. Greens are now most likely to be found in the older villages of mainland Europe, the United Kingdom, and older areas of the United States. Some greens that used to be a common or otherwise at the centre of a village have been swallowed up by a city growing around them. Sometimes they become a city park or a square, and manage to maintain a sense of place. London has several of these, such as Newington Green, with
Newington Green Unitarian Church Newington Green Unitarian Church (NGUC) in north London is one of England's oldest Unitarianism, Unitarian churches. It has had strong ties to political radicalism for over 300 years, and is London's oldest Nonconformist (Protestantism), Nonconfor ...
anchoring the northern end. Town expansion in the mid-20th century led in England to the formation of local conservation societies, often centring on village green preservation, as celebrated and parodied in
The Kinks The Kinks were an English rock band formed in Muswell Hill, north London, in 1964 by brothers Ray and Dave Davies. They are regarded as one of the most influential rock bands of the 1960s. The band emerged during the height of British rhyt ...
' album '' The Kinks Are The Village Green Preservation Society''. The Open Spaces Society is a present-day UK national campaigning body which continues this movement.


Examples


United States

In the United States, the most famous example of a town green is probably the New Haven Green in
New Haven New Haven is a coastal city in the U.S. state of Connecticut. It is located on New Haven Harbor on the northern shore of Long Island Sound in New Haven County, Connecticut, and is part of the New York metropolitan area. With a population of ...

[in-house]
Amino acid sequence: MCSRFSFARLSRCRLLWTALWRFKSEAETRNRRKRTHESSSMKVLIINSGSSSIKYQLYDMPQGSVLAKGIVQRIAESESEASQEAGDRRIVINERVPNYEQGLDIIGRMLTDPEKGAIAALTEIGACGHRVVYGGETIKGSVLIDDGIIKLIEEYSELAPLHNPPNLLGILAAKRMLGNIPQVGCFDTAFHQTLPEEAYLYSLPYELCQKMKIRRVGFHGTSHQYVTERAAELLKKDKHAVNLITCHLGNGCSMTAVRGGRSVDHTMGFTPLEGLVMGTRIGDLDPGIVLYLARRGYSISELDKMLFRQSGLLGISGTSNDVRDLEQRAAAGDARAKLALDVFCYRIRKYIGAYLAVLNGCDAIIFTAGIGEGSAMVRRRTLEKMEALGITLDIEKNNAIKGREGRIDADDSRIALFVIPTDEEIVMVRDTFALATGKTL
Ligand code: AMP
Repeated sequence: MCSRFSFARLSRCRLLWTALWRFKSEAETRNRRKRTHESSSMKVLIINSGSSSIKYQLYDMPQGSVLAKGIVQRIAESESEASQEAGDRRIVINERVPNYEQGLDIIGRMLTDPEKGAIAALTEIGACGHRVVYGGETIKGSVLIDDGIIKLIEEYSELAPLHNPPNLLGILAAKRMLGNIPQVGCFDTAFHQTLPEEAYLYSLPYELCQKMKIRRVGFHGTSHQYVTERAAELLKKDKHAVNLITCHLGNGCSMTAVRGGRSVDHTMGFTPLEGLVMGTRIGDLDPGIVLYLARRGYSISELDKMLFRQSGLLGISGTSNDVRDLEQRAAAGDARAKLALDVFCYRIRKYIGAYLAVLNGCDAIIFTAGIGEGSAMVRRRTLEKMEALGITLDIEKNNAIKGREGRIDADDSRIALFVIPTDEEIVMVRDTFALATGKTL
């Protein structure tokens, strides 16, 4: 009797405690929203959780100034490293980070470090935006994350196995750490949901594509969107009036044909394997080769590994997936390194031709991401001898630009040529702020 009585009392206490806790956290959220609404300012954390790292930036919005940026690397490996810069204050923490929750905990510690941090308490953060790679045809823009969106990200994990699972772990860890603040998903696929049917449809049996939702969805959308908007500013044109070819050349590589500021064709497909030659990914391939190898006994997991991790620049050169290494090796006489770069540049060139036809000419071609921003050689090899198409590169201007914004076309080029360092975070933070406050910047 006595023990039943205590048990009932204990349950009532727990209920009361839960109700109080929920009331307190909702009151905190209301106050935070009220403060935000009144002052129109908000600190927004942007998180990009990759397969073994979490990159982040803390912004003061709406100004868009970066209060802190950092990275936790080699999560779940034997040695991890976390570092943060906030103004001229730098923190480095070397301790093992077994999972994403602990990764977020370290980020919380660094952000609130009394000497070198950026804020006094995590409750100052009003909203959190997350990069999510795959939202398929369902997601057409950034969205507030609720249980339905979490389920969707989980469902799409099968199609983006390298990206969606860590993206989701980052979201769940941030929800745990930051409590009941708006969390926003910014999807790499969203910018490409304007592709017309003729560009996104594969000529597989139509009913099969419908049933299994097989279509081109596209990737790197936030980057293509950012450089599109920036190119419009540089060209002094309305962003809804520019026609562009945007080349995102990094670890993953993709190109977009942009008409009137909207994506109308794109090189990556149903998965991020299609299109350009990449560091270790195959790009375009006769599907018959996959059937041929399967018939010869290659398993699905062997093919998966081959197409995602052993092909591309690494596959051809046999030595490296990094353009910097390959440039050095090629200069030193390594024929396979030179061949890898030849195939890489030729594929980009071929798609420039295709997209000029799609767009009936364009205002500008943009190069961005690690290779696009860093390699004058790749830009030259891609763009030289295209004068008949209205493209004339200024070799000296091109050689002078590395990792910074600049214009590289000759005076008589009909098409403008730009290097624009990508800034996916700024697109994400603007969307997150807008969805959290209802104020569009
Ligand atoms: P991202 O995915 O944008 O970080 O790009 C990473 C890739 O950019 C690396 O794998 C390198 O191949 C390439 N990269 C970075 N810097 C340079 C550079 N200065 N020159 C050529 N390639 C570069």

,
Connecticut Connecticut () is the southernmost state in the New England region of the United States. As of the 2010 Census, it has the highest per-capita income, second-highest level of human development behind Massachusetts, and highest median household ...
. New Haven was founded by settlers from England and was the first planned city in the United States. Originally used for grazing livestock, the Green dates from the 1630s and is well preserved today despite lying at the heart of . The largest green in the U.S. is a mile in length, and can be found in Lebanon, Connecticut. This is the only village green in the United States still used for agriculture. One of the most unusual is the Dartmouth Green in Hanover, New Hampshire, which was owned and cleared by the college in 1770. The college, not the town, still owns it and surrounded it with buildings as a sort of collegiate quadrangle in the 1930s, although its origin as a town green remains apparent. An example of a traditional American town green exists in downtown Morristown, NJ. The Morristown Green dates from 1715 and has hosted events ranging from executions to clothing drives. There are two places in the United States called Village Green: Village Green-Green Ridge, Pennsylvania, and Village Green, New York. Some New England towns, along with some areas settled by New Englanders such as the townships in the Connecticut Western Reserve, refer to their town square as a village green. The village green of Bedford, New York, is preserved as part of Bedford Village Historic District.